Boost The Meaning In Your Life

The yoga tradition teaches about four aims of life, which guide us toward our potential for wholeness—vibrancy in body, mind, emotions and relationships).
• Sensual pleasure (a challenging one to manage responsibly)
• Financial wealth to fulfill our basic needs and support our dharma
• Dharma—the inner drive to offer our god given gifts to the world through work
• Lastly, the inherent desire to attain freedom from worldly suffering.

I recently witnessed a friend completely in his element, expressing his god given Dharma with passion and purpose. This friend happens to be my older brother, Jonathan. As far as big brothers go, he’s pretty darn great. As we explored the grounds in his backyard, he stopped to show me a tree that had recently fallen in a storm.

In the middle of his explanation he grabbed my wrist with a sparkle in his eyes and whispered “SHHH! Do you hear that? It’s a barred Owl!” After a hauntingly similar imitation, he quickly became passionately engrossed again in his subject.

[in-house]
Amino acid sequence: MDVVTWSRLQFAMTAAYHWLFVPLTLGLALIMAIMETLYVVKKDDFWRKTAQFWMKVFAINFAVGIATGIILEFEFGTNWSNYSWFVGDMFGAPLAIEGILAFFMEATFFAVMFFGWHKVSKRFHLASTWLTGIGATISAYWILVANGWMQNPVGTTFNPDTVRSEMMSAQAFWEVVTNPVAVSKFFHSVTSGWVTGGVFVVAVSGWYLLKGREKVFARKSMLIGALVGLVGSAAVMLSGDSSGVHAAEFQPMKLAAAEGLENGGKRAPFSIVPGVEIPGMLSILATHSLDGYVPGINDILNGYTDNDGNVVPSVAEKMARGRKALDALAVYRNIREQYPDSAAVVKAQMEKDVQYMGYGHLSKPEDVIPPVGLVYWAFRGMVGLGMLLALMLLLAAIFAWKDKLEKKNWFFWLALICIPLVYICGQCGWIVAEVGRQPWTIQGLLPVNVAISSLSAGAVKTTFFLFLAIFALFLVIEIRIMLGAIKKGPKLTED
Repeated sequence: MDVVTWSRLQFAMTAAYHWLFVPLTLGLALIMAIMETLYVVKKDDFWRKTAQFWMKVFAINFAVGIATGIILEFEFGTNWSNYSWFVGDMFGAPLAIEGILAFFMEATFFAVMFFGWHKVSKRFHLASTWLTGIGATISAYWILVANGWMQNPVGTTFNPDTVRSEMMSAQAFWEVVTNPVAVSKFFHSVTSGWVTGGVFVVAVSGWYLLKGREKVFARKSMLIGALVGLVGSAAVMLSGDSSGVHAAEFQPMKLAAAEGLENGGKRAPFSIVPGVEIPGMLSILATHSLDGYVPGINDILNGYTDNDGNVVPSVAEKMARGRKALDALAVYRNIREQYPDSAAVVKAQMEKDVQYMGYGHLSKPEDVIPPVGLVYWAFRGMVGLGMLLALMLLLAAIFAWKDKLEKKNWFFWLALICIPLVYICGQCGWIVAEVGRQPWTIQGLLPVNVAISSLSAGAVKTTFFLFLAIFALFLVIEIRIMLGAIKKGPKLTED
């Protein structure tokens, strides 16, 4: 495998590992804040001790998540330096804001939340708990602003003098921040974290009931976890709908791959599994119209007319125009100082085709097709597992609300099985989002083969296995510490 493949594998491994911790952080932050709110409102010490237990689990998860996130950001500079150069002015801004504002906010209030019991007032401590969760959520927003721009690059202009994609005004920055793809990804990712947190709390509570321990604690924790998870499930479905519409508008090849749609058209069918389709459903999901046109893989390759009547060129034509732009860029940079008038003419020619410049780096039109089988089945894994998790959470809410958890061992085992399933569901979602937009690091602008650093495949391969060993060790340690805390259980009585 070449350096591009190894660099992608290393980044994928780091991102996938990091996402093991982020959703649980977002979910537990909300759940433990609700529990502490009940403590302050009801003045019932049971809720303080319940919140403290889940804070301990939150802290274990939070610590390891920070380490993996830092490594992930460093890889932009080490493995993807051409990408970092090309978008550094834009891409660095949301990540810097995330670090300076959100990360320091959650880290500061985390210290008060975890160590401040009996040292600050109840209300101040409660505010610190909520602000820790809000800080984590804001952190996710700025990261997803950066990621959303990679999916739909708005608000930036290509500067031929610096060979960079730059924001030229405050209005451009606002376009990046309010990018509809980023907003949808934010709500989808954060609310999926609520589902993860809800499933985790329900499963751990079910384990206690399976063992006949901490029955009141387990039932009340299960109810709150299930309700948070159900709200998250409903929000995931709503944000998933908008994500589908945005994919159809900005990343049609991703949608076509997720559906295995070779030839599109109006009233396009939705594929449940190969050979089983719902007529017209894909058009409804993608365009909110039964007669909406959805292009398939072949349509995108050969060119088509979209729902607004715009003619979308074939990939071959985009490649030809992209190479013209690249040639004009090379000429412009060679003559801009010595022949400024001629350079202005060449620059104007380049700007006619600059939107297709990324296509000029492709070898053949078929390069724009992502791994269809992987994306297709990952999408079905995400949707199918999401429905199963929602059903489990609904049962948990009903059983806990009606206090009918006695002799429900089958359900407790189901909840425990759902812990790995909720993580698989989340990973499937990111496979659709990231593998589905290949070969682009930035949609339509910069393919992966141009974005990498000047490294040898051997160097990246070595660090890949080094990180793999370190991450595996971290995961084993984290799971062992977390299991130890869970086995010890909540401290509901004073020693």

There is something totally infectious about being around a person living his/her Dharma, and each one of us has a unique gift that contributes positively to society. It is said that following our Dharma (that desire which is seeking expression through your heart) relieves our suffering by giving us purpose and passion. This is what work was designed to be, an outlet for our passions that inevitably uplift both the giver and the receiver.

Through our examination that day, I learned that a tree dies from the inside out, which in forestry terms is called heart rot. This title so poignantly describes us as well. When we are not impassioned by sharing our life’s purpose, we run the risk of rotting from the inside out too.

Jonathan’s love of the natural world led him to his current role as Director of Forestry for NS. Take some time this week to inquire into your own passion; you never know where it might take you!



It has been my mission the last couple of years to find that same enthousiasm for what I do. I cannot say I have yet found my Dharma but I hope to soon!

Thank you for sharing, Jenny.